Based on what you and I typically see in the gym, though, 99.9% of the people there lift as if they were powerlifters or professional athletes, because I sure as hell don't see anyone trying to negate the stretch shortening cycle in any of their lifts.

For most of them, it's all about just letting the weight pretty much fall, and then using the catapult that is their connective tissues to lift the weight for them.

But let me be fair. These yellow-bellied, pond-sucking, weightlifting cheaters are, as it turns out, actually doing a teensy bit of work. By the time they get the weight about two-thirds of the way up, all the elastic energy from the stretch shortening cycle has been exhausted, forcing them to actually do some work for 1/3 of exactly one-half of a full rep.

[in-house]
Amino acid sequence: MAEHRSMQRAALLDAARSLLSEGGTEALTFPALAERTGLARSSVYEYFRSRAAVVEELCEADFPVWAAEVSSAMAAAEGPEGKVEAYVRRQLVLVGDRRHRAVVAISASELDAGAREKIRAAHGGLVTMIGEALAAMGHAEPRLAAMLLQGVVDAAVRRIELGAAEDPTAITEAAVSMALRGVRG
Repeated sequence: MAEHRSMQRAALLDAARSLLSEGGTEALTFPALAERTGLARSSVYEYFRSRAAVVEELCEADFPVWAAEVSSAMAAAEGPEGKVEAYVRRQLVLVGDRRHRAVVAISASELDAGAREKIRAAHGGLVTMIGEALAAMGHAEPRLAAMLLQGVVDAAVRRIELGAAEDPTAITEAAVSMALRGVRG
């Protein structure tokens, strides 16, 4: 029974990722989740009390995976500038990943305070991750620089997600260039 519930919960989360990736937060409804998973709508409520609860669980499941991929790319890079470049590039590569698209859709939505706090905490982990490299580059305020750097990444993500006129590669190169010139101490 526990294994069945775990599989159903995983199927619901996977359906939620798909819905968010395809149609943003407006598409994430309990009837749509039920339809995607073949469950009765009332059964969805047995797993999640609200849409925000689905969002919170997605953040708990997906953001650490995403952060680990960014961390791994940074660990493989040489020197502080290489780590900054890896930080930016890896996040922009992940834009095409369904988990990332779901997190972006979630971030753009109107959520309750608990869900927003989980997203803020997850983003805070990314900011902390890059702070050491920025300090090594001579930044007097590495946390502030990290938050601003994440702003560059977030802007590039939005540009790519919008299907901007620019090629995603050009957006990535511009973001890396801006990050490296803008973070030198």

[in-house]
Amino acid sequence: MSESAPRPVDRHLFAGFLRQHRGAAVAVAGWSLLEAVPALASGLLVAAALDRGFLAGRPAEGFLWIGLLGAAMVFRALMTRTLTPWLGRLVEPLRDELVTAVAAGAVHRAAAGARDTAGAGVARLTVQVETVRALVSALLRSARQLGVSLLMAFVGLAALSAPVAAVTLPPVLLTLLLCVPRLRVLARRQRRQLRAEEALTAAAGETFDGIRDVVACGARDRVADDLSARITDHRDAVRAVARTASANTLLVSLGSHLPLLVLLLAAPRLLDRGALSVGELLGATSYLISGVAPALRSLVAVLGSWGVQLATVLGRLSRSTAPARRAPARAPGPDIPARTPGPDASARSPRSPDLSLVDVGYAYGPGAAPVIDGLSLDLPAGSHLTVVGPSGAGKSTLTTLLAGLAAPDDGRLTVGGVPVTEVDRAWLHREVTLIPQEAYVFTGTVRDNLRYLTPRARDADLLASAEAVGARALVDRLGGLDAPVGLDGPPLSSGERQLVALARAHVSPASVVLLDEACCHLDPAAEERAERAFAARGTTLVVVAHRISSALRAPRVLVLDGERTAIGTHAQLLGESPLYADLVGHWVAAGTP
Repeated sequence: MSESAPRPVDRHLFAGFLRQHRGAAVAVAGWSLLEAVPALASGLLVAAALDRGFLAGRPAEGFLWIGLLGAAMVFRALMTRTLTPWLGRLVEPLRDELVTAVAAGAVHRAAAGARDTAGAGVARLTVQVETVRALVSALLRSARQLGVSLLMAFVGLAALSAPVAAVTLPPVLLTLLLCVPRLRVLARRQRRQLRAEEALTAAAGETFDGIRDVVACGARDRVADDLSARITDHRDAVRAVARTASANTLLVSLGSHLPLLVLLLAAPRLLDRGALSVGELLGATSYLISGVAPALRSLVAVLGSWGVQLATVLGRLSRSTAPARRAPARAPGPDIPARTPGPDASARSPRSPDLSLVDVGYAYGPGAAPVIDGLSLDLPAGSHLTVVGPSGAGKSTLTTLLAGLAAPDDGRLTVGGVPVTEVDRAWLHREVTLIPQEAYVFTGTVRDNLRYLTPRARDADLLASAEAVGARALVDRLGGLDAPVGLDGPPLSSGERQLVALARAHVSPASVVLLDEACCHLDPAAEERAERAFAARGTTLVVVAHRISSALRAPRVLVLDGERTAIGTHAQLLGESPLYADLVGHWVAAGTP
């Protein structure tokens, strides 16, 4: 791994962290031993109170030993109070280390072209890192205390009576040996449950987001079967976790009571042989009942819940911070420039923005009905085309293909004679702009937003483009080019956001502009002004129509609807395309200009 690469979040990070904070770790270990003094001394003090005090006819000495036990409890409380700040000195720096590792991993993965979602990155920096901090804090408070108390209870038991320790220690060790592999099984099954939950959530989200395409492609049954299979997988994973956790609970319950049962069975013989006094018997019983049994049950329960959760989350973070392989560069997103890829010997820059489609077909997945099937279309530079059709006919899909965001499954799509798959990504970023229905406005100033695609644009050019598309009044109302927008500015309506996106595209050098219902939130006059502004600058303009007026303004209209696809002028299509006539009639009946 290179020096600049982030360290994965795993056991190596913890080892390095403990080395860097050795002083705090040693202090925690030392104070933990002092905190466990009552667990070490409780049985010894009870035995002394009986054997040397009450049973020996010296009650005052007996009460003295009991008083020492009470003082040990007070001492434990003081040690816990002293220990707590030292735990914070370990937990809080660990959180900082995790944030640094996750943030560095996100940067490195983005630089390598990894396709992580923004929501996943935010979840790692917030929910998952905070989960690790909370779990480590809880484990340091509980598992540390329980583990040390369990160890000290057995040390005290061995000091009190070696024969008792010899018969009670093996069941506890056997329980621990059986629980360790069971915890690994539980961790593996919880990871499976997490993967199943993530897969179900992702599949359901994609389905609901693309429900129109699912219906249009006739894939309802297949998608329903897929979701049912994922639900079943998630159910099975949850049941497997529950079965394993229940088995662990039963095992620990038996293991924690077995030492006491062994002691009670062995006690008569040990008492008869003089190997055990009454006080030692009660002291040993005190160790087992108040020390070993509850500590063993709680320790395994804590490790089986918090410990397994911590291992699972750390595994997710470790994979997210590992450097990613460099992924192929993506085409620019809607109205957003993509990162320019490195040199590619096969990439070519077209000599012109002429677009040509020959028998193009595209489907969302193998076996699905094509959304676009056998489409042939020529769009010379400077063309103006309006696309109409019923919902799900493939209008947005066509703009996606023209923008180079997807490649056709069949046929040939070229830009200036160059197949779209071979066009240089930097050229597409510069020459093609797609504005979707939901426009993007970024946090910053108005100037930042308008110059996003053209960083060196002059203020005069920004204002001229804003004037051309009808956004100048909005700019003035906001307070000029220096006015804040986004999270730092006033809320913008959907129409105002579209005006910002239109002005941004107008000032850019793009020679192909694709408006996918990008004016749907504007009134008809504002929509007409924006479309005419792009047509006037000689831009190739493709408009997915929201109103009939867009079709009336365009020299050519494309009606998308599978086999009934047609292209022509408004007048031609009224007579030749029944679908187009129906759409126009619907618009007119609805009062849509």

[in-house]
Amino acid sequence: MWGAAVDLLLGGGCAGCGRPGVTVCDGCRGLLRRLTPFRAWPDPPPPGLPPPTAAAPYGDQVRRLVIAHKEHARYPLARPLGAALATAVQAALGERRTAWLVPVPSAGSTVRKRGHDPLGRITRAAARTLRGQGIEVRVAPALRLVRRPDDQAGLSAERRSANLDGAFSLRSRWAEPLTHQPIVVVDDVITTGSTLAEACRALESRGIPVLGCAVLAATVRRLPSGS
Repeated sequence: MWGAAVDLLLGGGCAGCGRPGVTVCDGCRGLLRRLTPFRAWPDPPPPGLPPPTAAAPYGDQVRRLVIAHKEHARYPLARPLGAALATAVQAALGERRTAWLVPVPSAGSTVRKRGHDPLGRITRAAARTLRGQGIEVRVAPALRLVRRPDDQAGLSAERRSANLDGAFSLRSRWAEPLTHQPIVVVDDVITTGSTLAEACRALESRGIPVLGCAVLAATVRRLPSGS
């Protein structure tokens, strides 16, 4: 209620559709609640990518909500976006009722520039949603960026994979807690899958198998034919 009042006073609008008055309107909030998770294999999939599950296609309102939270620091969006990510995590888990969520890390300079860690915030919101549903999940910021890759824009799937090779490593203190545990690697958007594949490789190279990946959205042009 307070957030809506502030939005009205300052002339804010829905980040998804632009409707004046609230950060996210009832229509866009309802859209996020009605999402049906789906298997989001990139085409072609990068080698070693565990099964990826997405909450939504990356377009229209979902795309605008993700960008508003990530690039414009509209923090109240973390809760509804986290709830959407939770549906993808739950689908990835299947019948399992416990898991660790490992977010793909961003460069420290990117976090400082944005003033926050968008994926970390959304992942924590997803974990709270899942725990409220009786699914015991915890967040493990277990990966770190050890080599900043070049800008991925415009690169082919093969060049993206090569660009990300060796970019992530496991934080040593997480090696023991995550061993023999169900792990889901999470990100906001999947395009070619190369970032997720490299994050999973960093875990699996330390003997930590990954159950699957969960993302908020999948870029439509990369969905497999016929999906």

It's all you, bro! Well, at least 1/3 of the movement is.

You've no doubt read plenty or articles that stress either the concentric part of the movement or the eccentric part. Coaches advocate different lifting tempos based on the goals of their athletes.

Lost in all the discussion, though, is the phase between the lowering and the lifting, the period where you negate all the elastic energy and set yourself up to do some real work. This is crucial, at least if you want to build muscle and pure strength.

This is where something I call "The 4-Second Rule" comes in. Let's say I can talk you into slowing the weight down and taking 2 seconds to lower the bar during a bench press. By doing that, you've already negated much of the stretch-shortening cycle, but there's still a little energy being stored up and we want to get rid of that, too, if we want to do an honest rep.